A Green Interior Design Scheme

I was flipping through my CB2 catalog the other day, admiring the comma-shaped plates, when I stumbled across a $50 corkboard. The price caught my eye. Fifty bucks? For something most often found in a dorm room?

But then, thanks to the product description, I realized why: It’s sustainable. Under the heading "eco message," CB2 describes the product as a "recyclable, lightweight cork alternative" that "lives the green message." (It’s made of charcoal polypropylene.) Ah ha. Well, OK, maybe that is worth a little more. But I was surprised to see CB2 thought so, too.

Which got me to wondering — does CB2 now live the green message? I’ve been a fan of the Crate and Barrel offshoot for years, mostly because it’s only two retail stores are in Chicago (New York is getting one this fall), which made browsing easy because I live in the Windy City, and also because CB2 for some reason always carries a large amount of orange-colored items, and I painted my apartment orange two years ago (it is not unlike living inside a giant yam, but I like it.)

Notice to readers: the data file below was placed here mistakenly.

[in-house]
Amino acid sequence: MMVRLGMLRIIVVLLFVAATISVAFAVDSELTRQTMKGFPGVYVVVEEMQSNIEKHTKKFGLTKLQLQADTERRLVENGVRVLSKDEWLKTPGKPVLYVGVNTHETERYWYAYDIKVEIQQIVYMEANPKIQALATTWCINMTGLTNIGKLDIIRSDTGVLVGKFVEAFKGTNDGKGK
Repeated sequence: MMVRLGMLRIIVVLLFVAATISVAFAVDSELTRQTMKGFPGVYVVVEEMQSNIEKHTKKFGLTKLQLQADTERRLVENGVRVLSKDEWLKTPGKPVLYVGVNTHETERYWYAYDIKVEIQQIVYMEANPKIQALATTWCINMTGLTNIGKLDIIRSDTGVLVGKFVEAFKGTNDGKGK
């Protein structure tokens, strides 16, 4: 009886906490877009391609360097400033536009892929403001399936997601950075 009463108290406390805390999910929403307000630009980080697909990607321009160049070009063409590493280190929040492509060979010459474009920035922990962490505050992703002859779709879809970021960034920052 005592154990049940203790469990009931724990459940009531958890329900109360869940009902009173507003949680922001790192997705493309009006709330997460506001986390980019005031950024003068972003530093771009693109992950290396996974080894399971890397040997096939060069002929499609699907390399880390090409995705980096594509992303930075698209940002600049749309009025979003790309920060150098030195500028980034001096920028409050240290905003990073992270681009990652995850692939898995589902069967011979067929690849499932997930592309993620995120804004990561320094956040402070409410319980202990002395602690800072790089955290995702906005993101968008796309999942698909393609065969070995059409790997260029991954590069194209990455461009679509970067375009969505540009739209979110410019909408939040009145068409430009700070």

As it turns out, not only has CB2 added green products to its shelves, its sister store, Crate and Barrel, has also. From an eco-travel book at CB2 to an entire furniture collection at Crate and Barrel, ecology appears to be making its way indoors via major retailers.

Crate and Barrel’s Lockport Collection is made with sustainable materials, including a soy-based poly-foam that fills its cushions, and contains hardwood frames certified by the Sustainable Forestry Initiative and the Forest Stewardship Council. And it’s practical, too: The couch is available in 18 color options, with washable slip covers.

Eco-friendly building materials such as energy-saving lights and formaldehyde-free cork flooring are well-known in the architectural community, but when it comes to decorating accents, it’s a growing business:

  • Pottery Barn sells bowls made of recycled glass.
  • Restoration Hardware has sustainable pool accessories, such as the chaise lounge made from Sustainably harvested Indonesian teak.
  • Williams-Sonoma announced in November of last year that 95 percent of the paper used in its seven catalogs would come from sources certified by the Forest Stewardship Council.

Know of any other eco-friendly mass merchandised home items? Let us know. Out and About will be keeping a master list to post in a future blog — so let us know what green items you have around your home!